The owner of the Rustic, Mark Ruel, said COVID played a part in the decision to close. And running a restaurant for more than 30 years is no joke; he’s tired. He didn’t want to talk for this story, but he did say I could come by and capture the sounds of the place before it was gone.

NOTE: The following is a transcript. We recommend listening to this story.

John and Carol Jenkinson invited me to sit down with them at their booth.

Carol: "We used to call it Ace’s."

John: "Right. Because that was his name, the old man, was Ace. And it was always the Rustic Restaurant, but the nickname was, 'We’re going to go to Ace’s.'

"I’m John Jenkinson, I live just a couple miles up Cox Brook Road... [this is] my wife Carol.

"Been coming here for over 50 years. Yeah. And if you count my fake IDs from the early 70s, a little bit longer! The owner, Mark Ruel, I can remember when he was about 6 years old, been coming here that long. And his father is in that picture, over across. You’ve got to duck to see it. Apparently this got bought by him in 1953, or '56, somewhere in there. There used to be a horseshoe bar, and in the middle were glass refrigerators with pie, for instance. And maybe even different bottles of beer you could choose from.

"But then as time went on the parents went down to North Carolina, and one of Mark Ruel’s older brothers ran it for maybe 20 years. And then they started to, I guess, have more business, disco came in the late 70s, they wanted to take advantage of that. They used to have groups come in. So we’ve seen it all. You know, from the founding fathers, up till now, and it is sad to think it’s going to be over. That’s part of the reason we’ve been in here twice in one week."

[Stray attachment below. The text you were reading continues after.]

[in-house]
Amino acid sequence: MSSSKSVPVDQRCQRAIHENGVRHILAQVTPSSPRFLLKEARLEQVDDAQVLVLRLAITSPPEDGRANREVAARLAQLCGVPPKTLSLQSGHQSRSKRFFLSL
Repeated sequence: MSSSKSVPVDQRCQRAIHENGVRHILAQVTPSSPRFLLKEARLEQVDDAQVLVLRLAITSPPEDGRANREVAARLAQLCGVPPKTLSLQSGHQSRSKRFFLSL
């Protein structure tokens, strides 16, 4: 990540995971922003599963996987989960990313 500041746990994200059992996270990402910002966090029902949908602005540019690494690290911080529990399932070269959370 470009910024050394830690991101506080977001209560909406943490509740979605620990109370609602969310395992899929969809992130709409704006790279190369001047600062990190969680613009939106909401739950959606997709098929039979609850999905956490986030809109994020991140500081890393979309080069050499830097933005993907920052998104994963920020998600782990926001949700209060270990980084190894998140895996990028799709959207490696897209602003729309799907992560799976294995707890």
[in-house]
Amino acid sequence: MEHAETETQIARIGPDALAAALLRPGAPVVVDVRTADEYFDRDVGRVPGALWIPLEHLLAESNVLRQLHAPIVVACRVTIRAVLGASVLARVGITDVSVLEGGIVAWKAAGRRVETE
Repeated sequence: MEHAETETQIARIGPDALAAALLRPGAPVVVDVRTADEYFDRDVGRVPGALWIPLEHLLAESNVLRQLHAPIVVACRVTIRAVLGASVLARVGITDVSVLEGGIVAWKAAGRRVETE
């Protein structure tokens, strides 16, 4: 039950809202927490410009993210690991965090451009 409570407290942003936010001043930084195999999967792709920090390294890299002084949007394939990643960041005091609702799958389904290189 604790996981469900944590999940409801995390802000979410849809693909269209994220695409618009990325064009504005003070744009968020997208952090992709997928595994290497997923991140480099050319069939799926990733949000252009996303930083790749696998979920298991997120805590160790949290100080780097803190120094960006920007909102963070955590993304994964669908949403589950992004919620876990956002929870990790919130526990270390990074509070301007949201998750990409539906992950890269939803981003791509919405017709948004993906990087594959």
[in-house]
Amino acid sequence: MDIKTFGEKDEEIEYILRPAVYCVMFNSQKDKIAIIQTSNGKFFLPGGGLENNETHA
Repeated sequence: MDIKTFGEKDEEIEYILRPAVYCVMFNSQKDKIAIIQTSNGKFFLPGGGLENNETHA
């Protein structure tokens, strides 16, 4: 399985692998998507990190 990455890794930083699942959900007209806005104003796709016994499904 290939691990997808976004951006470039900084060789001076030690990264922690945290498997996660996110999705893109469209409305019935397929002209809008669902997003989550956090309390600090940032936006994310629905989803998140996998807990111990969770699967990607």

"I don’t know how we’re going to run into each other anymore."
Erin, bartender and server

Erin: "My name’s Erin, and I’m a bartender and server, and I’ve been here for about five years. The college kids who come down love to drink pitchers of beer. And they buy the pitcher and drink it right out of the pitcher, they don’t do the pitchers and glasses and pour it into glasses, they just want to drink it straight out of the pitcher. So it’s like an extra large beer.

"But all the regulars, they have their drinks, and we know what they’re drinking so when we see them coming in from the parking lot we start making their drinks before they even sit down. So that’s kind of a unique thing about this place.